Coding Analogy

I was talking to a developer friend of mine tonight about coding, which I have recently picked up. I felt that I theoretically could quickly build an admin interface panel to do blog posts that dynamically update to a website without needing to resort to blogging tools. My logic was that given languages like Ruby could develop front and backend interfaces quickly, and objects could be pulled easily from databases, a blogging interface was possible with a few buttons, and a field to input text. As long as the text that was being input could be integrated in a way where it would could be received as code, there just needed to be a button to submit, and the commands to generate a new page. From there, one can add in tags, and the like.

I likened the entire system to creating a Box A to put a ball into, so that it could fall out of Box B (where Box B was already well placed relative to all the other boxes). Box A is the backend admin panel that would generate the post. Box B was the front-end page that would be ‘amongst’ other pages. The ball just had to be chucked into one box to come out the other, and the commands in between were what could alter the ball, or keep it completely intact.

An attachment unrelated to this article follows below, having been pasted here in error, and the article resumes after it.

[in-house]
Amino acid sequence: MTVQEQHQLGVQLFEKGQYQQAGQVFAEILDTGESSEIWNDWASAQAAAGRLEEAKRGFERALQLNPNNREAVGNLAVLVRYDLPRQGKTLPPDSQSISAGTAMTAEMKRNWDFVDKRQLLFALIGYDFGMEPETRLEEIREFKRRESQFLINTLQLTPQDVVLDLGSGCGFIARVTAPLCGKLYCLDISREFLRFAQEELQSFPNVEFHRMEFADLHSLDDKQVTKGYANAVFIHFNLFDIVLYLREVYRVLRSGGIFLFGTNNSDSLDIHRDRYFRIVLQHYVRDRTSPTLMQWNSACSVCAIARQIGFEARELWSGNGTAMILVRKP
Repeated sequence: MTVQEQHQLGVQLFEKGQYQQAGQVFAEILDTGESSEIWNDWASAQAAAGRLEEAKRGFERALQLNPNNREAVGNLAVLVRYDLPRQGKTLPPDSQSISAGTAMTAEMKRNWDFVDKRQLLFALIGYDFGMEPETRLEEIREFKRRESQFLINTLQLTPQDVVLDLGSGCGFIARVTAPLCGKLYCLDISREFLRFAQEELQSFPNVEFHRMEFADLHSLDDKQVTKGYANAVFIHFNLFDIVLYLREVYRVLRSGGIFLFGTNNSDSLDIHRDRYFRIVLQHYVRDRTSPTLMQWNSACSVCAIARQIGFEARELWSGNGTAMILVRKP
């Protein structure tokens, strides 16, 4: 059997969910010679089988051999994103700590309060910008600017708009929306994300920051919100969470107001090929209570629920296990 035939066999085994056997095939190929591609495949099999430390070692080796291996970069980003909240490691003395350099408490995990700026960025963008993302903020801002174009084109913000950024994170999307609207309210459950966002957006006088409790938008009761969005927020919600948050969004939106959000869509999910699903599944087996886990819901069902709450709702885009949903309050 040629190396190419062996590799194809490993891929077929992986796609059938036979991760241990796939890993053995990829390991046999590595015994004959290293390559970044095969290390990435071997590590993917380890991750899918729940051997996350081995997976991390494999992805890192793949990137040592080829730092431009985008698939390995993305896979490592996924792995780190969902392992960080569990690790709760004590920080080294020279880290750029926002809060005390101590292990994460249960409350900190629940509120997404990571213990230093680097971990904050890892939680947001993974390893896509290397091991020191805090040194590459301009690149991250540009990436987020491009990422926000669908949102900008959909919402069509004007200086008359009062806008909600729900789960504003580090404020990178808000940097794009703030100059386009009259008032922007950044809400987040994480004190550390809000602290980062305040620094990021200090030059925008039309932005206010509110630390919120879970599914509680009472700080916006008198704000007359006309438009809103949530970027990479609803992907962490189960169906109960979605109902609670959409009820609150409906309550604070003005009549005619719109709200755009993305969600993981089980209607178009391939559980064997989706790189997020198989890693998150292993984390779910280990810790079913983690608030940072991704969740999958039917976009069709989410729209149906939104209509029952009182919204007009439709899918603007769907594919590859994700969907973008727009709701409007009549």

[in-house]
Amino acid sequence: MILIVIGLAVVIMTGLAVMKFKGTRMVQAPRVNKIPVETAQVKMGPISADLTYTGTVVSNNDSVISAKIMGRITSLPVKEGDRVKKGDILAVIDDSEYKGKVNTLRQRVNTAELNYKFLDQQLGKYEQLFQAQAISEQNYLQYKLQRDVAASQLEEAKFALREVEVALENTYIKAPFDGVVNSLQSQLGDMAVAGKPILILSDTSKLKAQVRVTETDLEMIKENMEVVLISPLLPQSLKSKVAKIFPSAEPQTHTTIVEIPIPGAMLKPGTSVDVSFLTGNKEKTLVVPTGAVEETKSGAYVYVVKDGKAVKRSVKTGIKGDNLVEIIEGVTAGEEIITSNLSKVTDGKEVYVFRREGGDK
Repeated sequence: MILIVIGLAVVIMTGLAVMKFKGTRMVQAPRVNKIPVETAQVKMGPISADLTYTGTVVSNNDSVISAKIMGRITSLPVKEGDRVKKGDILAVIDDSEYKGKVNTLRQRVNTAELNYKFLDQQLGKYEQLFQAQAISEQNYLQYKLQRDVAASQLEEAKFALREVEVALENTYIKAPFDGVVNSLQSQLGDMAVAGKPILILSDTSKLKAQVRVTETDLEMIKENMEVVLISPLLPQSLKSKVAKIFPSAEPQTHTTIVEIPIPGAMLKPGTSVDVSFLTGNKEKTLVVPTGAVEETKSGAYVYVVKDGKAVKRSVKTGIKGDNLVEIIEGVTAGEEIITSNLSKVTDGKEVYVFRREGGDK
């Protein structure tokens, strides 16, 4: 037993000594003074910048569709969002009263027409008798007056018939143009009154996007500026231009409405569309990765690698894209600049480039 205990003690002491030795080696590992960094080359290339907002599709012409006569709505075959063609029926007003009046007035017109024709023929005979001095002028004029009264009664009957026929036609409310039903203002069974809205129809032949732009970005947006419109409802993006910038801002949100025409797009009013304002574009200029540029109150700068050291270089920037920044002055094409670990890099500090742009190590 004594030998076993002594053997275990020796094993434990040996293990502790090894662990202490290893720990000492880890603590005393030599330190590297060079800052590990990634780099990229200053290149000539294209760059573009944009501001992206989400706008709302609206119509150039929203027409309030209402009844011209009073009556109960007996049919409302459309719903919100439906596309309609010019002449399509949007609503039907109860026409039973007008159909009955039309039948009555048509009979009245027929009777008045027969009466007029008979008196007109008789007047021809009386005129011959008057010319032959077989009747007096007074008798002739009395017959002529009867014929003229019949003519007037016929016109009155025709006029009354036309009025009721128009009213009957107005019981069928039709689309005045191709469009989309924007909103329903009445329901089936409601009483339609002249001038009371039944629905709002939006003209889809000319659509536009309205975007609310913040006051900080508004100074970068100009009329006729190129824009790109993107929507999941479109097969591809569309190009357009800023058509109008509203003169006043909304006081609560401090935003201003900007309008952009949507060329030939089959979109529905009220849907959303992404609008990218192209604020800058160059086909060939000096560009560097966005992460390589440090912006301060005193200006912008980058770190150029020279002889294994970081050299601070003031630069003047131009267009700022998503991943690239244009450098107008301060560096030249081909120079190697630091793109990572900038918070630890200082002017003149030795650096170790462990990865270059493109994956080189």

Coding has become much more accessible now because creating a pretty Box A and Box B can take little as a few minutes of copying and pasting lines of codes, or entire repositories, and altering the little details. The complex lines of code needed to make sure buttons appeared, were the right shape, size, well aligned, and responsive, now can be copied and pasted. The only pieces remaining were to figure out the relationship between what to copy and paste. This, ironically, has not changed much. Strings, integers, and booleans have not changed and neither have if statements. Those are the pipes that transport the ball from Box A to B.

The revolution in coding in the past years has been that people are freed up to think about the logic of a system that will serve users more efficiently, rather than being bogged down on the details of fine tuning the skins – that are all important to attracting users.

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